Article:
The outline of the present paper is as follows. In Section 2, we describe the model. In Section 3, we study the qualitative behavior of the model via stability of the steady states and Hopf bifurcation when time delay is considered as a bifurcation parameter. In Section 4, we provide an explicit formula to determine the direction of bifurcating periodic solution by applying center manifold theory and normal form method. We provide some numerical simulations to demonstrate the effectiveness of the analysis in Section 5 and we conclude in Section 6.
2. Description of the Model
Let us start the analysis with some basic models of the dynamics of target (uninfected) cells and infected T-cells by HIV. As a first approximation, the dynamics between HIV and the macrophage population was described by the simplest model of infection dynamics presented in [19–21]. Denoting uninfected cells by and infected cells by and assuming that viruses are transmitted mainly by cell to cell contact, the model is given by The target (uninfected) T-cells are produced at a rate , die at a rate , and become infected by virus at a rate . The infected host cells die at a rate . The basic reproductive ratio of the virus is then given by . If there is no infection or if , there is only trivial equilibrium () with no virus-producing cells. Whereas if , the virus can establish an infection and the system converges to the equilibrium with both uninfected cells and infected cells, .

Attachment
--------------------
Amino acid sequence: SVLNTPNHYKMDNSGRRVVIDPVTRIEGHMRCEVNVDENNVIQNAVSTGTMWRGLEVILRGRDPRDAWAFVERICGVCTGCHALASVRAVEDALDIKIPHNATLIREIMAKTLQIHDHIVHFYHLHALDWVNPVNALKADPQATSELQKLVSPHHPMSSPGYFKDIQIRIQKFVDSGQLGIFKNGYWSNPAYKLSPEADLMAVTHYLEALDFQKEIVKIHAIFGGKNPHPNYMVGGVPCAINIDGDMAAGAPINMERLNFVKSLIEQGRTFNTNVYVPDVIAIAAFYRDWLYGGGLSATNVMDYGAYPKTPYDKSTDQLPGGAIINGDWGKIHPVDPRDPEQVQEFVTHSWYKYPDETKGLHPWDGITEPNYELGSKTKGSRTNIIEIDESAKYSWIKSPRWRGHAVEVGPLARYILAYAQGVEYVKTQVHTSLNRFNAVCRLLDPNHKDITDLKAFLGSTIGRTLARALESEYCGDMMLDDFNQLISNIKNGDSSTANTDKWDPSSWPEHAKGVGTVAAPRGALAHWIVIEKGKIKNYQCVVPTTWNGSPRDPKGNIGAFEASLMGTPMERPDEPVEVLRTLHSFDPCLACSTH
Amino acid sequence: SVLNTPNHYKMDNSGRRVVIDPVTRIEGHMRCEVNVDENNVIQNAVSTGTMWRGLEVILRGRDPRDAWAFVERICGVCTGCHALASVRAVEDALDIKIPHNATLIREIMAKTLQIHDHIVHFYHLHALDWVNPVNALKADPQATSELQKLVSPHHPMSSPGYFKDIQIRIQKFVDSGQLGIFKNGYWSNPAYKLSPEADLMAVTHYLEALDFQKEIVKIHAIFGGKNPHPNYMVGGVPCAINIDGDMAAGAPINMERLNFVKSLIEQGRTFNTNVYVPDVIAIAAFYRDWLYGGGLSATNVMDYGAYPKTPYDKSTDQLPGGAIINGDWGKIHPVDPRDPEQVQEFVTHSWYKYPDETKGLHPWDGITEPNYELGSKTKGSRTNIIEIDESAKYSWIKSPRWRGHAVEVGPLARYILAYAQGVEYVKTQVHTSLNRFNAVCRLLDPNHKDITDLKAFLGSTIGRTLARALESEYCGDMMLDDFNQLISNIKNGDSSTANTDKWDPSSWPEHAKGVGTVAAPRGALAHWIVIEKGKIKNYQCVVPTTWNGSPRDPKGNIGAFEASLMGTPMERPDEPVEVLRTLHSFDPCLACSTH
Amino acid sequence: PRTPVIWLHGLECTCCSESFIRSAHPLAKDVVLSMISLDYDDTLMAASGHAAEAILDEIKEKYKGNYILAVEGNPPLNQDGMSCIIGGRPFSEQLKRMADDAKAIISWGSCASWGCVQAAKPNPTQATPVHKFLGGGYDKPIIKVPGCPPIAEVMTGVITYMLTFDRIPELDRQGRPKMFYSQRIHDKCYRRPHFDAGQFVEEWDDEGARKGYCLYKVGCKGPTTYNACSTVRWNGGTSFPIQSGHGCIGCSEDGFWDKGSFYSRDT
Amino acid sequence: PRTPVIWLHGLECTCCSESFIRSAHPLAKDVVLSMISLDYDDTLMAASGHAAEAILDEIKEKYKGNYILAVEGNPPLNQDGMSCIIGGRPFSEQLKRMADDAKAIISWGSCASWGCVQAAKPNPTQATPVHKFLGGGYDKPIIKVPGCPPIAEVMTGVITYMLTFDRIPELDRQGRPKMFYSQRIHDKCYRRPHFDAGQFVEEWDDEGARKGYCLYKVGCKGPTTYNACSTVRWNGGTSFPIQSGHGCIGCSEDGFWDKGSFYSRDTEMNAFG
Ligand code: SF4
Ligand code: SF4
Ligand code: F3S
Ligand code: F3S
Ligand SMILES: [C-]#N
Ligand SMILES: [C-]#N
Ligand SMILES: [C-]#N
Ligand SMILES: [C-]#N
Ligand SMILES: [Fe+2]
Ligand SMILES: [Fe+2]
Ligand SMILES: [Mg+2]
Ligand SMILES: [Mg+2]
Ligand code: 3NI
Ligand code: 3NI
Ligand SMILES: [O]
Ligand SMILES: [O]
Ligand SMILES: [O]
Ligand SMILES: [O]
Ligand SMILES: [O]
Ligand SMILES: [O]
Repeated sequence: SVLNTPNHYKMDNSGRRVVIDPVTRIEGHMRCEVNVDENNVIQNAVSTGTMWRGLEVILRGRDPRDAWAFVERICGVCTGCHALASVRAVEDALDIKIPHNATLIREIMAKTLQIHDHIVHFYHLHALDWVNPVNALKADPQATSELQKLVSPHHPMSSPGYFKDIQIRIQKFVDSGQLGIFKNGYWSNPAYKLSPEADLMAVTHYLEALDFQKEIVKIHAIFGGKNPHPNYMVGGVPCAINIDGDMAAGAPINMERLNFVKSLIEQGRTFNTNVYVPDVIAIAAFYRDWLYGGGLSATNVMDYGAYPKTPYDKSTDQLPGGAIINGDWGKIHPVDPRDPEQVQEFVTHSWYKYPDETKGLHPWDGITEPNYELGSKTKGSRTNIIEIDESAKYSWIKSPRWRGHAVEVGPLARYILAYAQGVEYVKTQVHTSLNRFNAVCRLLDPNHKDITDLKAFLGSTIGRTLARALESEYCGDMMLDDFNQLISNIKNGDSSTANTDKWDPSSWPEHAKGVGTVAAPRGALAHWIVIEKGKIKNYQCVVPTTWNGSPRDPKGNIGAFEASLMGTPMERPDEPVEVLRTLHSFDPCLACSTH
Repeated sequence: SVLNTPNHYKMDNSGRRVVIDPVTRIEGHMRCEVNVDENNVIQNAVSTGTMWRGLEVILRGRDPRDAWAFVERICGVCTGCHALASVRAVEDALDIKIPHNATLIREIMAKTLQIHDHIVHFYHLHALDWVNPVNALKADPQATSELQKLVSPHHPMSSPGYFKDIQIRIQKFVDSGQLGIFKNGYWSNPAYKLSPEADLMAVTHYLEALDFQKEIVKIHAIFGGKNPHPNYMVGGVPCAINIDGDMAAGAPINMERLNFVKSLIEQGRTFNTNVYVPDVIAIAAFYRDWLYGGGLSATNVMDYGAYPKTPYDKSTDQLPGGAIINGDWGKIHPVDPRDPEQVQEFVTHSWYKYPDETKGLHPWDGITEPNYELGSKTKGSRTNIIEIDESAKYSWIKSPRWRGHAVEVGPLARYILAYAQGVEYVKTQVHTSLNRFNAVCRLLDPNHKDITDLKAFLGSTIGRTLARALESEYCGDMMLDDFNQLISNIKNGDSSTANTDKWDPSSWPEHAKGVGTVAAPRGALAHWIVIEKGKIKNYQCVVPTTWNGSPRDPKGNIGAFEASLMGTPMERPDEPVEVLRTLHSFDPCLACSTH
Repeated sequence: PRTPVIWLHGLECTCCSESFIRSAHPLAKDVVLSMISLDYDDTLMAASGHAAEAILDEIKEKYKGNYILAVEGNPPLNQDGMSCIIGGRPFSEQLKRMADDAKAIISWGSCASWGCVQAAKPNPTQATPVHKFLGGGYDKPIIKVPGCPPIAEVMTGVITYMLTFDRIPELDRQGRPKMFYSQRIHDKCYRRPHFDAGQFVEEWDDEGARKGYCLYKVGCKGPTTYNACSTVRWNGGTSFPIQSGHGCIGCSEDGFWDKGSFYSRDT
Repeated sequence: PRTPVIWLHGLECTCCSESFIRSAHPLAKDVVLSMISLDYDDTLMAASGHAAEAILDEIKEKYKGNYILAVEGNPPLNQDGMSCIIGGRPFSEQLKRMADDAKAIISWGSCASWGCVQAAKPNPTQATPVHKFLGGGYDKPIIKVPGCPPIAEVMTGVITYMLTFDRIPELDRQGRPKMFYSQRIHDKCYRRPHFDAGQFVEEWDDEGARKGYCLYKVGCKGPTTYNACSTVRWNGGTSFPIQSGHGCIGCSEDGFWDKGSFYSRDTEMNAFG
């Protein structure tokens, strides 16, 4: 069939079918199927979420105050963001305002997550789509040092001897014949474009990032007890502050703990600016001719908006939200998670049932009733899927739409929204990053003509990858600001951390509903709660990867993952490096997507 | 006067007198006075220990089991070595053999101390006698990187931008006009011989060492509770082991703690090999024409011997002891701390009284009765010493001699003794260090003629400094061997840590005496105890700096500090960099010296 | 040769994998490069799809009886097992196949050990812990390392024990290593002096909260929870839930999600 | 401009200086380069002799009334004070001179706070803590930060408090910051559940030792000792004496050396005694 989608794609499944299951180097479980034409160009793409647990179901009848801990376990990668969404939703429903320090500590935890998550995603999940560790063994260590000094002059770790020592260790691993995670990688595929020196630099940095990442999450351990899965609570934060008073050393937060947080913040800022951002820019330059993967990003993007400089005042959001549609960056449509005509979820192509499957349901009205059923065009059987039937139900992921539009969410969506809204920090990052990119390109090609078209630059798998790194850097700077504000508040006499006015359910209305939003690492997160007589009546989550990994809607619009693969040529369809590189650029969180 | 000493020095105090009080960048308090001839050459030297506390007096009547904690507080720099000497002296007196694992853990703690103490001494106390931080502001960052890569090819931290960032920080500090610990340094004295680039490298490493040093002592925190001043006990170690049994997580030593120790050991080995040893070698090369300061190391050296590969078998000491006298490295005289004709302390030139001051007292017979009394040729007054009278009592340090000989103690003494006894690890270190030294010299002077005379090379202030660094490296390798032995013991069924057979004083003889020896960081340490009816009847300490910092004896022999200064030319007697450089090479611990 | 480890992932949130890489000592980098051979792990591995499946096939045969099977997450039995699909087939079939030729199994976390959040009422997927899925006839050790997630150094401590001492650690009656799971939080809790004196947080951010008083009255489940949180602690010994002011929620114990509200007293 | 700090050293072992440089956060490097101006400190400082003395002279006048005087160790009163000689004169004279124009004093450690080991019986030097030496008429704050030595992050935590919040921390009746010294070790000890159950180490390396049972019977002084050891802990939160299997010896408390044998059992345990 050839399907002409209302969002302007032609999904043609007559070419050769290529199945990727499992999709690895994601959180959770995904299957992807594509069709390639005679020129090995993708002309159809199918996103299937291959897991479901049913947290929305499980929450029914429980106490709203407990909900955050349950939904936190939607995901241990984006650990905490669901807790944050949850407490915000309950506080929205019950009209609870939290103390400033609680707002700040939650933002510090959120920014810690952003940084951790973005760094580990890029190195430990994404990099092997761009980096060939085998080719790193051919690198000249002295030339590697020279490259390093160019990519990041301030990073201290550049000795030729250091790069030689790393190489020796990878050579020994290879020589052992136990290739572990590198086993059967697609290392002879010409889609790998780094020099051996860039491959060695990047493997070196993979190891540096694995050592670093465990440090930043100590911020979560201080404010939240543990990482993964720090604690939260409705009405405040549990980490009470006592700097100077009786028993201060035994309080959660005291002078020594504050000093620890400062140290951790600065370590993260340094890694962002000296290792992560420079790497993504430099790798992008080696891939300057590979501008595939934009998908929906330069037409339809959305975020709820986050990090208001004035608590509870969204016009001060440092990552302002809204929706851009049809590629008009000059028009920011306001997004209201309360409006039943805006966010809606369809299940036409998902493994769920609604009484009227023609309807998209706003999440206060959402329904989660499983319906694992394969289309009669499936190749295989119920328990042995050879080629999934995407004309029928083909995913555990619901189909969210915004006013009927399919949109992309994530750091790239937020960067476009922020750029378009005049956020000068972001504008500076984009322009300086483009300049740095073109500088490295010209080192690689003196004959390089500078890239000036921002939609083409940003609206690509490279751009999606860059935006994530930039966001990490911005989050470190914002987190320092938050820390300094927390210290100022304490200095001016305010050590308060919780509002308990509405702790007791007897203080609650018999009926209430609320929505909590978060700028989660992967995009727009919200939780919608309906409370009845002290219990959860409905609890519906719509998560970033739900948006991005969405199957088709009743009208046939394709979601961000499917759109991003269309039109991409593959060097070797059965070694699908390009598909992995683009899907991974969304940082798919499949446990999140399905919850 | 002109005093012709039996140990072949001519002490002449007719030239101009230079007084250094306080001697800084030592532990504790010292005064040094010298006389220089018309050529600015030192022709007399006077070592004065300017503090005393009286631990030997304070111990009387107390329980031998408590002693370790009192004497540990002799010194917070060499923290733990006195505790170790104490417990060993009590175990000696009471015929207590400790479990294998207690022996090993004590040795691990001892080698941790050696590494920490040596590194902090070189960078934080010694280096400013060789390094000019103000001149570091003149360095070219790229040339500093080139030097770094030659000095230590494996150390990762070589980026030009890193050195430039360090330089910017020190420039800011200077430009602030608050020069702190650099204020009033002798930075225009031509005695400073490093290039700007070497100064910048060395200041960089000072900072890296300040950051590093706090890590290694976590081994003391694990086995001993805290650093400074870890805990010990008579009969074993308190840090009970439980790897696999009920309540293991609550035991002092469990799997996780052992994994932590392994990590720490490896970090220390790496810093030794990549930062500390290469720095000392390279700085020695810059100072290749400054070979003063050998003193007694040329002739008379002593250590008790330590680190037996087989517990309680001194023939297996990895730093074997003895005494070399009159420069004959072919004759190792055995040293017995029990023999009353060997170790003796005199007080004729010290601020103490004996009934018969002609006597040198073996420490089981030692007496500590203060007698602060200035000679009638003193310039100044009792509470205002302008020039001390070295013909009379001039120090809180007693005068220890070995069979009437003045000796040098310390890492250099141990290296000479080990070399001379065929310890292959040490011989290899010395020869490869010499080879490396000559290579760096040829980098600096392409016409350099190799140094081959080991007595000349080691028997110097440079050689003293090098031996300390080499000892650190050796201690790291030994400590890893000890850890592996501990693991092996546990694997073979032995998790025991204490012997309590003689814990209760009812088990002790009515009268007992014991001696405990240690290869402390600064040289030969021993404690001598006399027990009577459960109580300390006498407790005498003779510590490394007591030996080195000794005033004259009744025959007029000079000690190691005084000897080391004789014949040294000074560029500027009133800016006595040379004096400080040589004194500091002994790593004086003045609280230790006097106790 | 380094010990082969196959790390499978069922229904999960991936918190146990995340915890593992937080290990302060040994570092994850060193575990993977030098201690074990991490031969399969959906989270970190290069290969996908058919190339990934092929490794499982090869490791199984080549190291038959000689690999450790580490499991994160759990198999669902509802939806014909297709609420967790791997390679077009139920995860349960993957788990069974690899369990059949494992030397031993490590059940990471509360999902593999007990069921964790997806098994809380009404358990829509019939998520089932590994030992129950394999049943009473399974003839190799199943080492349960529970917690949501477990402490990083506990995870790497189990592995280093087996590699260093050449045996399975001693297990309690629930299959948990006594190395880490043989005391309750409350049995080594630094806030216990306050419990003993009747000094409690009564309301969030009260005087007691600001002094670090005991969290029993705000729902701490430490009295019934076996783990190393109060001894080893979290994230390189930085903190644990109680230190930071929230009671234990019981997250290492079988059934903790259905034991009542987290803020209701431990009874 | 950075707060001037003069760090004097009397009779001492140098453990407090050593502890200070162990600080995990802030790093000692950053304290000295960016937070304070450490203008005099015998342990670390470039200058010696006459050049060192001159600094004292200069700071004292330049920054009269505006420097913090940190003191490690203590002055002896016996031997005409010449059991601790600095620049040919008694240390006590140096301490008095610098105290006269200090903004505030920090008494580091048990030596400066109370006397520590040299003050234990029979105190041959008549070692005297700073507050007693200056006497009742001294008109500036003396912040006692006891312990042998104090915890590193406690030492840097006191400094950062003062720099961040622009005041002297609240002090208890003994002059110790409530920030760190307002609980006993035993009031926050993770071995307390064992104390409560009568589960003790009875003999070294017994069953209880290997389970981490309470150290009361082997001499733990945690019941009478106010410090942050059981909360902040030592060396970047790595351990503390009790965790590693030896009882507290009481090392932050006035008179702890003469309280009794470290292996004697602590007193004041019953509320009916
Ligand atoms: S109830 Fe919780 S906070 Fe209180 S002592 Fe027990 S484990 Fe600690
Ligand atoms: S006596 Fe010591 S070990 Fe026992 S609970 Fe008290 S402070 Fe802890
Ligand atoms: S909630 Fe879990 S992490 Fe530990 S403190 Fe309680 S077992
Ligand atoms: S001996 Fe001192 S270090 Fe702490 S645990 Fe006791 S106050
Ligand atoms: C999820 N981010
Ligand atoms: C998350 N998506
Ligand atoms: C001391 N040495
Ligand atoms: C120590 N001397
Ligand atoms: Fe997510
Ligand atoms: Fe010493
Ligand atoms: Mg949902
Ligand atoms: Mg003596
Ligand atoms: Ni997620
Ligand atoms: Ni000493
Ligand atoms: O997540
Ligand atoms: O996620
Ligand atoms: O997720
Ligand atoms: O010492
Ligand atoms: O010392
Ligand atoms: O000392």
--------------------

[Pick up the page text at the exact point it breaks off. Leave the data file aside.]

However, in most viral infections, the CTL response plays a crucial part in antiviral defence by attacking viral infected cells [22, 23]. As the the cytotoxic T-lymphocyte (CTL) immune response is necessary to eliminate or control the viral infection, we incorporated the antiviral CTL immune response into the basic model (1). Therefore, if we add CTL response, which is denoted by , into model (1) (see ), then the extended model is Thus, CTLs proliferate in response to antigen at a rate , die at a rate , and lyse infected cells at a rate . We assume that the CTL pool consists of two populations: the precursors and the effectors . In other words, we assume that there are primary and secondary responses to viral infections. Then, the model (2) becomes The infected cells are killed by CTL effector cells at a rate . Upon contact with antigen, CTLp proliferate at a rate and differentiate into effector cells CTLe at a rate . CTL precursors die at a rate , and effectors die at a rate ; see Figure 1.